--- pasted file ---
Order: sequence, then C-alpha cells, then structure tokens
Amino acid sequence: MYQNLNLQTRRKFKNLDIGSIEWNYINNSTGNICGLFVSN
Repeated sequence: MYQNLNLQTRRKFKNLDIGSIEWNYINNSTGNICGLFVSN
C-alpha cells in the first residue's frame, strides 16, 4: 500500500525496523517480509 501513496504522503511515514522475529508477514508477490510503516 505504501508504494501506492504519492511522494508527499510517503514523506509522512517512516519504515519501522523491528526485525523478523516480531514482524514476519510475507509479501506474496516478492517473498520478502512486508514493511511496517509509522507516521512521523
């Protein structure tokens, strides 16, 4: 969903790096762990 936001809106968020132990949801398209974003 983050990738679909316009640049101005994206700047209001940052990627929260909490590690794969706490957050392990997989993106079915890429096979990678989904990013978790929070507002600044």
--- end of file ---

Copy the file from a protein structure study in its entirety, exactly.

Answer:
Order: sequence, then C-alpha cells, then structure tokens
Amino acid sequence: MYQNLNLQTRRKFKNLDIGSIEWNYINNSTGNICGLFVSN
Repeated sequence: MYQNLNLQTRRKFKNLDIGSIEWNYINNSTGNICGLFVSN
C-alpha cells in the first residue's frame, strides 16, 4: 500500500525496523517480509 501513496504522503511515514522475529508477514508477490510503516 505504501508504494501506492504519492511522494508527499510517503514523506509522512517512516519504515519501522523491528526485525523478523516480531514482524514476519510475507509479501506474496516478492517473498520478502512486508514493511511496517509509522507516521512521523
């Protein structure tokens, strides 16, 4: 969903790096762990 936001809106968020132990949801398209974003 983050990738679909316009640049101005994206700047209001940052990627929260909490590690794969706490957050392990997989993106079915890429096979990678989904990013978790929070507002600044």